First time buyers now more likely to be living in the Western Isles of Scotland than in Kensington & Chelsea
LONDON, 28-7-2015 — /EuropaWire/ — Virtually none of Britain’s aspiring homemakers can now be found living in central parts of London, according to new research showing where the youngest generation of house buyers in the UK are now living.
Most likely to be first time buyers, Experian defines ‘aspiring homemakers’ as young families on the first rung of the property ladder, aged 26-35, typically thinking about starting a family. This group are driven by affordability when selecting somewhere to live, typically looking to balance a location close to city centre amenities with cost.
The bottom 20 UK locations for aspiring homemakers is dominated by London. Five London boroughs: Lambeth, Camden, Hammersmith and Fulham, Westminster, and Kensington and Chelsea, are in the bottom ten, alongside much more remote communities with lower populations, such as Arran and Cumbrae and the Isles of Scilly.
Bottom 20 UK locations for Aspiring Homemakers as a percentage of the local population
|Local Authority||% of Aspiring Homemakers|
|Argyll & Bute Islands||1.07|
|City of London||0.76|
|Eilean Siar (Western Isles)||0.64|
|Hammersmith and Fulham||0.38|
|Arran & Cumbrae||0.21|
|Caithness & Sutherland||0.10|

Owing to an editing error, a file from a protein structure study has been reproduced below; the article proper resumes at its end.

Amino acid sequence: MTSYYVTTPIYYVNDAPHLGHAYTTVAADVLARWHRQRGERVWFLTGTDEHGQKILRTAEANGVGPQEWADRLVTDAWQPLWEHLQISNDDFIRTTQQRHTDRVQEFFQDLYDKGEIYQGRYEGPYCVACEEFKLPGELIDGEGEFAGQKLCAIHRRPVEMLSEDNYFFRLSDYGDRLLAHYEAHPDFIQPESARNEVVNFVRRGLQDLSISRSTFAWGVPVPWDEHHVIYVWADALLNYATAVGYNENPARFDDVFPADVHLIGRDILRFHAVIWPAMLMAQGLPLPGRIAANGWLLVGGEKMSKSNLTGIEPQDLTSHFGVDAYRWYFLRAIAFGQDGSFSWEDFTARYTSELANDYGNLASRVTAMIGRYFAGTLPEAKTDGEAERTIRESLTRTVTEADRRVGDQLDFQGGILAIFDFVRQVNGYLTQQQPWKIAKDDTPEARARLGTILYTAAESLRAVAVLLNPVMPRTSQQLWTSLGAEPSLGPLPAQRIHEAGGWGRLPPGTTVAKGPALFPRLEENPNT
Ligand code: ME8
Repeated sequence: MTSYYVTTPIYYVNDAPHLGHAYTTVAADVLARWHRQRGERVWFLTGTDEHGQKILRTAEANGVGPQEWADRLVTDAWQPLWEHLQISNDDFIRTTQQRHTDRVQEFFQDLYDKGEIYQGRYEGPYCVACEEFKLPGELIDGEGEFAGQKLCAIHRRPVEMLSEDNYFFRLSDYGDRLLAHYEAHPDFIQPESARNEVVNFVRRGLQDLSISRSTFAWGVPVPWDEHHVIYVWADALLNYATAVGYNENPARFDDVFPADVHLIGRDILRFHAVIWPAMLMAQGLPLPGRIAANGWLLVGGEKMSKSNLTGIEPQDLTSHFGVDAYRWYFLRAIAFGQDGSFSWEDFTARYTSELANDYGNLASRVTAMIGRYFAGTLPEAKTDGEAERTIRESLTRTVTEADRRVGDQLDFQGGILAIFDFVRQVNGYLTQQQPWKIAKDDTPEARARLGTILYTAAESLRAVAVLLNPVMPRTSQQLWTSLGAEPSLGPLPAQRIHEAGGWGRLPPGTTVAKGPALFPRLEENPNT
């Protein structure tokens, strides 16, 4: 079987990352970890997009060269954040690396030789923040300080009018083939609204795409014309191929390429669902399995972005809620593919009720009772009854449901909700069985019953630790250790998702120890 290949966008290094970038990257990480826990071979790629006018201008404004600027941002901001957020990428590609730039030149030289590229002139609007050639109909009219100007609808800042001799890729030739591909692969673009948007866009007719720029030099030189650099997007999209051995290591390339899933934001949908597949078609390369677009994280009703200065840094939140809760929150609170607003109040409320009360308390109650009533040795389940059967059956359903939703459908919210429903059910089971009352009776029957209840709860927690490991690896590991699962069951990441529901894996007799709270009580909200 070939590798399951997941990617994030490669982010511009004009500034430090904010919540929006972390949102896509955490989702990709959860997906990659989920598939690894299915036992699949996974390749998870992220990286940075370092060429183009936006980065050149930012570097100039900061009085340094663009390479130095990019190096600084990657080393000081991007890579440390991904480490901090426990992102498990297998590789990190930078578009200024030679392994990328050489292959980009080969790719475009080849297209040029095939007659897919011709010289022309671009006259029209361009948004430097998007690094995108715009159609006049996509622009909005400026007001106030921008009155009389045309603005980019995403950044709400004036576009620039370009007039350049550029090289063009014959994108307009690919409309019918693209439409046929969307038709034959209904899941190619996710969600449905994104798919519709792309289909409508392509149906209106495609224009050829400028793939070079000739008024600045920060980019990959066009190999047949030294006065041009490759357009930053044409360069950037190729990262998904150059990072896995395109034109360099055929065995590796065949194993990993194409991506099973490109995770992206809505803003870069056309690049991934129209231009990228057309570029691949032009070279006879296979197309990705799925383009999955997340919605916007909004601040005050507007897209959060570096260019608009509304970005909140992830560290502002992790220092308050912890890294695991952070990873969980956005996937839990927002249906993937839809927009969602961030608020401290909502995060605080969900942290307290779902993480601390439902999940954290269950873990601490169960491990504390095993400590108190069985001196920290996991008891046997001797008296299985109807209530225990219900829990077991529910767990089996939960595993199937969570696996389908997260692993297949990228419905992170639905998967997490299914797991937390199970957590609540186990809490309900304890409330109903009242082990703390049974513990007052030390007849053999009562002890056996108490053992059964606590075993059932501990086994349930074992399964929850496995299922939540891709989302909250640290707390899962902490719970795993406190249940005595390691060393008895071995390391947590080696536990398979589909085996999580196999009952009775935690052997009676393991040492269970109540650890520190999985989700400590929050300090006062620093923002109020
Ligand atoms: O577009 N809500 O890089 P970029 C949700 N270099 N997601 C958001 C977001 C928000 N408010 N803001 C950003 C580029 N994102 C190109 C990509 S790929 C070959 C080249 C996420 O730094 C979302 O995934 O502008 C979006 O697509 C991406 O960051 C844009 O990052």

|Skye & Lochalsh||0.08|
|Kensington and Chelsea||0.08|
|Isles of Scilly||0|
In London, where 54% of people can no longer afford to purchase where they live, those first time buyers that remain have been pushed to the outer boroughs, with the top five locations accounting for nearly half of the total population of aspiring homemakers in London:
|London Borough||% of Aspiring Homemakers|
|10. Tower Hamlets||3.07|
Richard Jenkings, senior consultant at Experian Marketing Services, commented:
“Rising house prices have been a constant challenge for first-time buyers in the UK, and with deposits for first time buyers at over £80,000 on average in London, it’s clear to see why it is those trying to get onto the ladder that have been most effected by burgeoning property prices in London.
“Where young families are now setting up a home clearly has implications for a wide range of businesses and public sector organisations, from retailers to local authorities and the NHS.
“The majority of first-time buyers in London are now living in the outer boroughs, and, particularly those in the more affordable South and East of London. The central areas have become inaccessible, with the impact of house prices meaning that the percentage of aspiring homemakers within boroughs such as Kensington and Chelsea is actually fewer than we see in more isolated regions, such as the Isles of Skye and Lochalsh.”
This follows from previous research that has shown how younger families on the first step of the property ladder are in the process of creating rural suburbs in their search for more space to bring up growing families.
Nationally, the picture highlights the presence of aspiring homemakers in many towns that are within commuting reach of major cities, particularly London.